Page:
Just four months after the tragic school shooting in Uvalde, Dallas City Council Member Adam Bazaldua ambushed Council Member Adam McGough during Wednesday’s meeting with a request to cut funding for school resource officers (SROs) in Lake Highlands. You read that right. South Dallas and Fair Park rep Bazaldua proposed eliminating city funding for Lake Highlands SROs.
It turns out Plano ISD had requested Dallas police officers to serve as SROs on a few of their campuses sitting in the city of Dallas, just as Richardson ISD uses DPD SROs for their schools in Dallas (primarily LH schools). PISD will reimburse Dallas $150,000 for 100% of the cost, but Bazaldua raised a stink because RISD, which negotiated their contract 5 years ago, pays about 80%.
Keep in mind that these DPD SROs are protecting Dallas citizens living at Dallas addresses and playing in school playgrounds on Dallas dirt. Their parents drive on Dallas streets and shop at Dallas grocery stores. If a school shooter enters the building, the Dallas Fire-Rescue team will transport them to a Dallas hospital.
Perish the thought.
Lake Highlands residents are long-accustomed to living in our hybrid land of Richardson schools and Dallas amenities. Our children aren’t protected by officers from the Dallas ISD police force, as DISD kids are, nor are they guarded by Richardson cops. Our families rely on DPD. Every day, when we watch the TV news or read about another school shooting, we recognize just how critical that reliance is.
Assistant City Manager Jon Fortune schooled Bazaldua on the city’s arrangement with RISD, first negotiated in 2017.
“At that time, we only had four officers there, so we split the cost 50/50,” Fortune explained. “Since that time, the program has expanded to ten officers, and as that program has expanded, the current agreement that was approved by council required them to pay all additional costs at 100% above what the original agreement was.”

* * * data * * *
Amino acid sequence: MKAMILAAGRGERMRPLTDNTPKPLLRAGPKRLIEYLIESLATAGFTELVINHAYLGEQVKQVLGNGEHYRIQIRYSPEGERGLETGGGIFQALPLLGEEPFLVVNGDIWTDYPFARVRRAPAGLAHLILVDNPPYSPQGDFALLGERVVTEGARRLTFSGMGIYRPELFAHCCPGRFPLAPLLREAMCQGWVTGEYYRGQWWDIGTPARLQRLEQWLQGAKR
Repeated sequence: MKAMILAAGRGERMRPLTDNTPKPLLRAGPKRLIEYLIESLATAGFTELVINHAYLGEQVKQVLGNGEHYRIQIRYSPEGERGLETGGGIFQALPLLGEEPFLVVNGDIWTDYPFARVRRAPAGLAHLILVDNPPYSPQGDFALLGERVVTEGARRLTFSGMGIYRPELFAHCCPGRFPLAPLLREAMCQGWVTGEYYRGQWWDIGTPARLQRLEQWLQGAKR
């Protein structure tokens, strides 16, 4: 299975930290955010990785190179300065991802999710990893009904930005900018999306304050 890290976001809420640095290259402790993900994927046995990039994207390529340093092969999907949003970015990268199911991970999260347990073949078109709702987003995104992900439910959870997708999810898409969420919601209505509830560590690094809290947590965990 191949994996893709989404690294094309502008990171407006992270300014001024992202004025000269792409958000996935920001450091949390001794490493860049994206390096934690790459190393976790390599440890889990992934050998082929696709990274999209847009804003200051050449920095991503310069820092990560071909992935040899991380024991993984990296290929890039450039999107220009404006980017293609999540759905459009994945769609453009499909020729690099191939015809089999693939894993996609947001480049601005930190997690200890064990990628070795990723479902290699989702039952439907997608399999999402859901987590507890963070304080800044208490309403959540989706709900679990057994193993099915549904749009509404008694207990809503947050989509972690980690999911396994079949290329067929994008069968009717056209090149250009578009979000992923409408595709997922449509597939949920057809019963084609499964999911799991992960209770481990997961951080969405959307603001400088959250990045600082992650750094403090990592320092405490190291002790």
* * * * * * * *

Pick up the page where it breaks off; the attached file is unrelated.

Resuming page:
Fortune said the city’s contract with RISD expires in 2024 and would likely be renegotiated and require RISD to pay 100%.
Before long, Dallas Police Chief Eddie Garcia jumped up from the gallery to speak.
“The number one primary reason [for us to be on campus] is to increase safety in the schools,” Garcia said. “As we grow as an organization, and we’re able to provide more resources, we would love to do more programming in the schools and do the true SRO program with the officers there, but right now our main concern, our number one concern, is to provide more safety than what those school districts feel they have.”
Council Member Cara Mendelsohn, who represents Far North Dallas and has a few RISD schools in her district, reminded Bazaldua that the council’s own public safety committee identified a need for DPD SROs to develop positive interactions with students, in addition to their policing and safety duties. She also stressed that DPD responds to Dallas ISD campuses often, despite coverage by Dallas ISD’s own police department. Shootings, gang activity and serious drug offenses are among the issues they handle.
“Our schools are the most critical infrastructure that we have, [along with] the students that go to those schools,” said Garcia. “As police chief I can’t throw my hands in the air and say I can’t help you keep your students safe. Part of my job is to try to figure out a way to provide them what they need within the constraints of what I have to work with.”
McGough was clearly frustrated. Plano ISD’s SRO issue had been placed on the Consent Agenda, meaning it was expected to pass with no controversy and little discussion. (You may watch the exchange via this link. Just click on Item 32.)
“I’m having a hard time thinking of an issue that is more important to me than protecting our kids in our schools,” said McGough. “With the current climate, any suggestion that we need to make a change or reduce that in any way or oppose what is currently on the books, every discussion should be about expanding and looking at additional opportunities, whether legislatively or by funding or any other mechanism to have additional help in our schools.”
McGough said the partnership between the City of Dallas, DPD and RISD has led to reduced neighborhood crime, fewer student suspensions and a lessening of various other discipline issues in schools.
SROs “are engaging with these kids. They are impacting lives. They are making a difference,” he said.